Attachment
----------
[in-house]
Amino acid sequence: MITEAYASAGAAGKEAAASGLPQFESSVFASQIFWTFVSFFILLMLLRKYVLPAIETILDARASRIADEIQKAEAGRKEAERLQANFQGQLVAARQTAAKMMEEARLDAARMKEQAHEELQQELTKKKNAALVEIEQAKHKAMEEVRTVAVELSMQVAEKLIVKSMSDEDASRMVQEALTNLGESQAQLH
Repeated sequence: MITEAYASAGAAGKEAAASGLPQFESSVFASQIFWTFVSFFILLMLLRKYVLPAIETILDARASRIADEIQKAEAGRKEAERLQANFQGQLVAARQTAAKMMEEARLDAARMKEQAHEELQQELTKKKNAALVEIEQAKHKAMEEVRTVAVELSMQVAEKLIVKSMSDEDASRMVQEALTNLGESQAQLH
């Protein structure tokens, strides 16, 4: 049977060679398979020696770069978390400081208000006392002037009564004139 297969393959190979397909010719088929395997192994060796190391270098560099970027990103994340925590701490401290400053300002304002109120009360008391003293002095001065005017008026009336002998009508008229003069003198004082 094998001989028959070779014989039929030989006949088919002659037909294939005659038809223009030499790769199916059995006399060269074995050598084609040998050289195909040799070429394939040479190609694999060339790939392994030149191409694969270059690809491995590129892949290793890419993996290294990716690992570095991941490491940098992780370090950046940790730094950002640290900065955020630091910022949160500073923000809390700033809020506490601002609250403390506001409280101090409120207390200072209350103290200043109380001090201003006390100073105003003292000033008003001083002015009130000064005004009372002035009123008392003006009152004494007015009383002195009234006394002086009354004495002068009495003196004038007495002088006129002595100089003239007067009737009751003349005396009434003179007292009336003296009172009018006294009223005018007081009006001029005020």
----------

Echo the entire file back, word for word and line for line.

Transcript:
[in-house]
Amino acid sequence: MITEAYASAGAAGKEAAASGLPQFESSVFASQIFWTFVSFFILLMLLRKYVLPAIETILDARASRIADEIQKAEAGRKEAERLQANFQGQLVAARQTAAKMMEEARLDAARMKEQAHEELQQELTKKKNAALVEIEQAKHKAMEEVRTVAVELSMQVAEKLIVKSMSDEDASRMVQEALTNLGESQAQLH
Repeated sequence: MITEAYASAGAAGKEAAASGLPQFESSVFASQIFWTFVSFFILLMLLRKYVLPAIETILDARASRIADEIQKAEAGRKEAERLQANFQGQLVAARQTAAKMMEEARLDAARMKEQAHEELQQELTKKKNAALVEIEQAKHKAMEEVRTVAVELSMQVAEKLIVKSMSDEDASRMVQEALTNLGESQAQLH
């Protein structure tokens, strides 16, 4: 049977060679398979020696770069978390400081208000006392002037009564004139 297969393959190979397909010719088929395997192994060796190391270098560099970027990103994340925590701490401290400053300002304002109120009360008391003293002095001065005017008026009336002998009508008229003069003198004082 094998001989028959070779014989039929030989006949088919002659037909294939005659038809223009030499790769199916059995006399060269074995050598084609040998050289195909040799070429394939040479190609694999060339790939392994030149191409694969270059690809491995590129892949290793890419993996290294990716690992570095991941490491940098992780370090950046940790730094950002640290900065955020630091910022949160500073923000809390700033809020506490601002609250403390506001409280101090409120207390200072209350103290200043109380001090201003006390100073105003003292000033008003001083002015009130000064005004009372002035009123008392003006009152004494007015009383002195009234006394002086009354004495002068009495003196004038007495002088006129002595100089003239007067009737009751003349005396009434003179007292009336003296009172009018006294009223005018007081009006001029005020």